Certainly. However ETOPS is demonstrated and certified safe due under very strict conditions. If you can demonstrate and certify the same safety level for a single-engined widebody, then we're talking. But I don't see how that can happen given today's level of technology.

As DocLightning says, you'd have to prove that an engine never ever fails. That's a tall order.
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FrmrKSEngr
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RE: Single Engine Widebodied Aircraft - Possible?

Sat Jun 14, 2014 5:54 am

Quoting Starlionblue (Reply 27):
ETOPS

You need to be able to glide for 180 minutes and land after an engine failure.  
 
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Starlionblue
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RE: Single Engine Widebodied Aircraft - Possible?

Sat Jun 14, 2014 6:32 am

Quoting FrmrKSEngr (Reply 28):

Quoting Starlionblue (Reply 27):
ETOPS

You need to be able to glide for 180 minutes and land after an engine failure.

Strap a solid rocket booster to the belly. Just in case. 
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Faro
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RE: Single Engine Widebodied Aircraft - Possible?

Sat Jun 14, 2014 8:07 am

Quoting DocLightning (Reply 10):
If you can design and demonstrate an engine that will never ever fail for any reason whatsoever with 100.0% certainty, then I suppose so.

For argument's sake, let's suppose where in 2050 and engine reliablity is 100 times greater than what it was in 2014...I doubt the regulators will allow it...but one suspects that they will at least start thinking about it...


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DocLightning
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RE: Single Engine Widebodied Aircraft - Possible?

Sat Jun 14, 2014 7:05 pm

Quoting faro (Reply 30):
For argument's sake, let's suppose where in 2050 and engine reliablity is 100 times greater than what it was in 2014...I doubt the regulators will allow it...but one suspects that they will at least start thinking about it...

With two engines, you can statistically calculate the failure rate over billions of hours without actually having to fly those billions of hours to prove it. With one engine, there is no way to demonstrate that sort of failure rate without actually flying for billions of hours. Even with many engines, such a program would take centuries.

And remember, we're talking about designing an engine that can ingest a rock or a flock of geese and not fail. There would be no blade-off testing because blade-off must never happen.

Even the newest engines, like the PW1000 just tested or the brand new Trents on the QF A380 have had catastrophic failures. GENx, too. If you think that in another 35 years we'll be able to build engines that are failure-proof...well, then we'll have to disagree.

The only way I could see this happening is some high-strength, high-heat nanotechnological materials that rapidly self-repair under fully-loaded conditions so that they could stop a crack before it leads to failure. I think that's more than 35 years off.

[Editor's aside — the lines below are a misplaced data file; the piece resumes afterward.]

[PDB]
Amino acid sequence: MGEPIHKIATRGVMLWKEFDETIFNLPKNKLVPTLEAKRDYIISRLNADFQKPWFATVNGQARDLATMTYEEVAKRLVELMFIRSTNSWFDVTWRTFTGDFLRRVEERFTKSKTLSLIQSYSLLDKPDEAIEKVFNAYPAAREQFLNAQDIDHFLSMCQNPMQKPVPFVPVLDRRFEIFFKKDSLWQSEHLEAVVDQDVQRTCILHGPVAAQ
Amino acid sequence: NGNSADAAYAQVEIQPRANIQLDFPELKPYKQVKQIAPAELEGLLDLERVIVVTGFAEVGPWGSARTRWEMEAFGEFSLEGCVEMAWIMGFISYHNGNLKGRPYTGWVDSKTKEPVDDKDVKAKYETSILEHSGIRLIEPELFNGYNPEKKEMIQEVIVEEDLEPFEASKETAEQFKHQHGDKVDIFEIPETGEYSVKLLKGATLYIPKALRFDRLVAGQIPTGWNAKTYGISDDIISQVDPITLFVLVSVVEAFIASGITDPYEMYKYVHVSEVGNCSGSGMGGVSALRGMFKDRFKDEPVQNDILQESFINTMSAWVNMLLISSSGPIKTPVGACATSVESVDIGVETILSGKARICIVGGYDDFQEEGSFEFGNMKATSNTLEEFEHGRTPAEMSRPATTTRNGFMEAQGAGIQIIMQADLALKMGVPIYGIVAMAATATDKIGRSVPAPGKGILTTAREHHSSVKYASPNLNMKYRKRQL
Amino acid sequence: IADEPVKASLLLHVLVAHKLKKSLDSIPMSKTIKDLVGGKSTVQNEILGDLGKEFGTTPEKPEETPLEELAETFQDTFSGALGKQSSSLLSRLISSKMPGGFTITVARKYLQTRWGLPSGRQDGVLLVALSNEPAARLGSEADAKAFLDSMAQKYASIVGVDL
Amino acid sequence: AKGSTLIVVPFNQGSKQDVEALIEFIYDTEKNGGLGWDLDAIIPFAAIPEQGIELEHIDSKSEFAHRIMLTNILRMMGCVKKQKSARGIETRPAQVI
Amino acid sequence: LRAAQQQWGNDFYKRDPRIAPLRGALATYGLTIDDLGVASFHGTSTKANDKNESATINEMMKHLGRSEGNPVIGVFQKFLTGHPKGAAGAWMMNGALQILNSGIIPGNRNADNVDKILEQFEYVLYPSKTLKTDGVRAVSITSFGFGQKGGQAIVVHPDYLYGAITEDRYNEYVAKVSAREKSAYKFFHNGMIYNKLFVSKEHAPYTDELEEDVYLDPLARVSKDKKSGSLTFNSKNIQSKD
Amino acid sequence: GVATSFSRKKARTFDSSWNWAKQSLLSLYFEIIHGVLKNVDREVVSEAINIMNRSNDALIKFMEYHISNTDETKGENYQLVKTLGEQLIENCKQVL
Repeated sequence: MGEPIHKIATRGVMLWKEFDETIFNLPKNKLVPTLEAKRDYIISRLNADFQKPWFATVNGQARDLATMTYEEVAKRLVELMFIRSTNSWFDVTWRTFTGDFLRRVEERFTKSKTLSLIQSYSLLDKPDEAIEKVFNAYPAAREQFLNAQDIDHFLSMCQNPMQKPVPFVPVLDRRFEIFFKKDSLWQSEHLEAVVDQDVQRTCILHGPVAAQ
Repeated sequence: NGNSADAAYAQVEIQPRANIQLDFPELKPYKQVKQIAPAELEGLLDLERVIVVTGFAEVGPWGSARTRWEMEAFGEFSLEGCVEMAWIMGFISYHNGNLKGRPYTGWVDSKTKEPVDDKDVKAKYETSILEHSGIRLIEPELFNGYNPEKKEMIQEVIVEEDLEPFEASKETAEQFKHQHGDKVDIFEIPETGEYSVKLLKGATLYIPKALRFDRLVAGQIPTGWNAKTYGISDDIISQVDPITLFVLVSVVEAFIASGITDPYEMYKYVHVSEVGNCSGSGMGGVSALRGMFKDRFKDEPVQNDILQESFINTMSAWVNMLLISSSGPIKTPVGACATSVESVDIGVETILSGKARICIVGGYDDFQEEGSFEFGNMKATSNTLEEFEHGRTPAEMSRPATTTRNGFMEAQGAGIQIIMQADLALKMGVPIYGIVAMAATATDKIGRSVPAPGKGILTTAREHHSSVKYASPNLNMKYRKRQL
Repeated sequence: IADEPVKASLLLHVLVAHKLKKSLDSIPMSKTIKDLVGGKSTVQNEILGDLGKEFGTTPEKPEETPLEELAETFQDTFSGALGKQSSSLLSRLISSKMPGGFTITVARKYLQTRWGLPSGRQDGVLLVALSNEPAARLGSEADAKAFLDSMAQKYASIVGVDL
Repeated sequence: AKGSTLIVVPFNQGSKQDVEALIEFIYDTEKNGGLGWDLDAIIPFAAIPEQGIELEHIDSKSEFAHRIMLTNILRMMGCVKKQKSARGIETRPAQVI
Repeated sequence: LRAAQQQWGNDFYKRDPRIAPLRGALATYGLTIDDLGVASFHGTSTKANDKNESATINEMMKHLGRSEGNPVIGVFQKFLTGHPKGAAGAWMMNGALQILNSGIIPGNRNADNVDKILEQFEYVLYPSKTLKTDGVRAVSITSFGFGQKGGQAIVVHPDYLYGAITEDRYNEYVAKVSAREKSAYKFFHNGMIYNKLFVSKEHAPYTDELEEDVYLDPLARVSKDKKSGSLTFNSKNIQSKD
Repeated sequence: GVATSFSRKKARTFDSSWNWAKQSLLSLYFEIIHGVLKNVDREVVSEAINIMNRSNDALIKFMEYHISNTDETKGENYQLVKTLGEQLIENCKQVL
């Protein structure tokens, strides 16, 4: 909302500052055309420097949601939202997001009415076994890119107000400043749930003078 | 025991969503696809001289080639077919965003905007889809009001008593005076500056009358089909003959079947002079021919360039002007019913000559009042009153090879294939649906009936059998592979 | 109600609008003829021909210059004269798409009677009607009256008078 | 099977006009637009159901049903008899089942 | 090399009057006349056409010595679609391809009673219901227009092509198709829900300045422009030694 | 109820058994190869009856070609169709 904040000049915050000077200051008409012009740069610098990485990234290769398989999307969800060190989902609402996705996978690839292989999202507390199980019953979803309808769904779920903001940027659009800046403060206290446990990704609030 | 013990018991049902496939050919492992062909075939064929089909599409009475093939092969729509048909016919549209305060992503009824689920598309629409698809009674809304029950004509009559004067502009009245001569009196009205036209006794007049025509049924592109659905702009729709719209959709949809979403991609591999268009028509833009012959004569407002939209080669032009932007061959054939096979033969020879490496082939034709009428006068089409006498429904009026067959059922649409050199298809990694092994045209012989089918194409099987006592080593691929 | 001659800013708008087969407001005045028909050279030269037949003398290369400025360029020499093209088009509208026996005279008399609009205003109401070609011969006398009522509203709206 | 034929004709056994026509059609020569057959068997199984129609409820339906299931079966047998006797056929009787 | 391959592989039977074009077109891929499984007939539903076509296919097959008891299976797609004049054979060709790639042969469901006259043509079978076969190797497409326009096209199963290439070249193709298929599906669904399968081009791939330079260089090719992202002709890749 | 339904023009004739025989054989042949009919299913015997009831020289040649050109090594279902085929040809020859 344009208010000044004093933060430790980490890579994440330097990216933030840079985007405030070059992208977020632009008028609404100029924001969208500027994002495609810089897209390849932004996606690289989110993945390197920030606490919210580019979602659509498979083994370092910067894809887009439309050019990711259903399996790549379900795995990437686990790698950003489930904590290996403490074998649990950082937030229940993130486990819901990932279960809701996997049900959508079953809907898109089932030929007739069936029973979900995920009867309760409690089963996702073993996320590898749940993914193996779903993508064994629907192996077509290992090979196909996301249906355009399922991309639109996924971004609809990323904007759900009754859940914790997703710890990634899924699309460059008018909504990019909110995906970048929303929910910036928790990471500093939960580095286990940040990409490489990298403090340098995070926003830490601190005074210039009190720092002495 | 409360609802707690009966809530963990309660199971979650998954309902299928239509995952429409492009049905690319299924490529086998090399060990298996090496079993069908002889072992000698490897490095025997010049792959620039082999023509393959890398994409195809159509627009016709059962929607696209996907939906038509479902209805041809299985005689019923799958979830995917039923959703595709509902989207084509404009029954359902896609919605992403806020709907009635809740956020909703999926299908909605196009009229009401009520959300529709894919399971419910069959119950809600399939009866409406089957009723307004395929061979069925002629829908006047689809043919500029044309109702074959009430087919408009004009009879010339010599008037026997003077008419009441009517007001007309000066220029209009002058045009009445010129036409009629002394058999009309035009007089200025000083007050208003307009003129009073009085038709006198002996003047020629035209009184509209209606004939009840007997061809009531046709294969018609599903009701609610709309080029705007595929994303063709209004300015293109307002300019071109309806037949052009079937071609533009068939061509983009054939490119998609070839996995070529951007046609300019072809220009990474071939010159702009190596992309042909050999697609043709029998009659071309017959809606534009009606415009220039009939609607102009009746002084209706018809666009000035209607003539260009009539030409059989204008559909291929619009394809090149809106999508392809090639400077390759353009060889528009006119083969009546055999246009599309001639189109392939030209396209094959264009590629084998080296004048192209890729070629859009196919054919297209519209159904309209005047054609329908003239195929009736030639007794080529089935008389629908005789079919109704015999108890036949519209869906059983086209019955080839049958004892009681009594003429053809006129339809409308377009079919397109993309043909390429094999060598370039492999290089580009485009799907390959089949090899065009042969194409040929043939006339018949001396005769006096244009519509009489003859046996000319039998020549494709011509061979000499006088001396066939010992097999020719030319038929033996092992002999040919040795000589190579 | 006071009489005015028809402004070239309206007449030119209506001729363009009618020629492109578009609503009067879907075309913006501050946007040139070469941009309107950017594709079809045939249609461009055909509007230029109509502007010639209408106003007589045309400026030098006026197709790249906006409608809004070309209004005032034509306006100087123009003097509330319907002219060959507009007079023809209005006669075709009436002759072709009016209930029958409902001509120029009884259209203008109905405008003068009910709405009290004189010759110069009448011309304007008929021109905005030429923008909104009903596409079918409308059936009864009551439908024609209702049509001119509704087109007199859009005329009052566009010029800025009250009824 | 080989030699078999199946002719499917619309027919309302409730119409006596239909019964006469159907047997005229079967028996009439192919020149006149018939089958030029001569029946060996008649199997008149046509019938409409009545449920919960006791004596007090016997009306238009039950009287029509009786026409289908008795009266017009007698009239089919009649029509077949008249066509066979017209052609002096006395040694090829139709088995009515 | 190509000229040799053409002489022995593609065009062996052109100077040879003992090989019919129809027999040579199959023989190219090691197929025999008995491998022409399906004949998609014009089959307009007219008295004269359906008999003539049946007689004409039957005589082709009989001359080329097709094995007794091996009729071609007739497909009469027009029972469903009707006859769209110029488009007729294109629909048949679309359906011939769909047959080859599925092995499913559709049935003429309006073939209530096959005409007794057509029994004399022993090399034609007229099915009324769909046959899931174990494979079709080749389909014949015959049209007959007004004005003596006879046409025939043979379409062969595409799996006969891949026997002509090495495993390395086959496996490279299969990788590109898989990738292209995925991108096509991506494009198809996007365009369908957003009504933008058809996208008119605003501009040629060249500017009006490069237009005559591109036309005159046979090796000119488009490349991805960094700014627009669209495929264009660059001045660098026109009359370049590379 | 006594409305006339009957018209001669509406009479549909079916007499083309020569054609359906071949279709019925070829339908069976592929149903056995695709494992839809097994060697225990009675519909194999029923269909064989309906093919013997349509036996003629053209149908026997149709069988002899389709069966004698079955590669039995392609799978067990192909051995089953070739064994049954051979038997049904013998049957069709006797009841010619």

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RE: Single Engine Widebodied Aircraft - Possible?

Sun Jun 15, 2014 11:44 am

If I understand correctly, ramjet engines do not have moving parts (except for the fuel pumps), und should be much more reliable.

But they need more than turtle speed to get going...


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mandala499
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RE: Single Engine Widebodied Aircraft - Possible?

Sun Jun 15, 2014 9:07 pm

Quoting LH707330 (Reply 14):
Are you by any chance referring to the Lear Fan design with the two turbines feeding a single prop? I doubt the FAA would go for such a configuration.

We had since the Ayres LM-200, and the proposed Soloy Twinpac for the Caravan...

Quoting airmagnac (Reply 20):
Note that if we are to believe wiki, the reason the FAA didn't certify the design was not because of the layout itself, but rather because of worries about the mechanical transmission setup, namely the gear mixing the outputs of the 2 engines.

Yes, it was the gearbox reliability... if we think single propeller with multiple engines won't work... we wouldn't be having multi-engine helicopters now would we...   

Quoting flyingturtle (Reply 32):
If I understand correctly, ramjet engines do not have moving parts (except for the fuel pumps), und should be much more reliable.

But they need more than turtle speed to get going...

Being silly here... But why not have the single engine to fan the ramjet so we have only 1 complex engine assisting 2 simpler ones?   
Yea yea yea, I know... old concept...
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Posts: 3900
Joined: Sat Aug 09, 2003 7:27 pm

RE: Single Engine Widebodied Aircraft - Possible?

Tue Jul 01, 2014 10:40 pm

I hope not! Look, I feel an airliner, rather it is a widebody, narrow body or reginal jet, need at least two engines and two pilots. I just started to somewhat like twin engine wideodies in the last couple of years.
 
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DocLightning
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RE: Single Engine Widebodied Aircraft - Possible?

Wed Jul 02, 2014 5:19 am

Quoting flyingturtle (Reply 32):

If I understand correctly, ramjet engines do not have moving parts (except for the fuel pumps), und should be much more reliable.


It's true. Most ramjet designs have figured a single engine. Although they all assume that there is a fan engine to get it up to speed.
-Doc Lightning-

"The sky calls to us. If we do not destroy ourselves, we will one day venture to the stars."
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lpdal
Posts: 1970
Joined: Sat Mar 24, 2012 9:49 pm

RE: Single Engine Widebodied Aircraft - Possible?

Thu Jul 03, 2014 6:36 am

The Cirrus Vision is a single engine VLJ slated for later release with a single jet engine. I'm surprised nobody has mentioned it yet.


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flyingturtle
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RE: Single Engine Widebodied Aircraft - Possible?

Thu Jul 03, 2014 11:43 am

And the Diamond D-Jet (a project that is currently halted, but not cancelled according to Wikipedia):



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Reading accident reports is what calms me down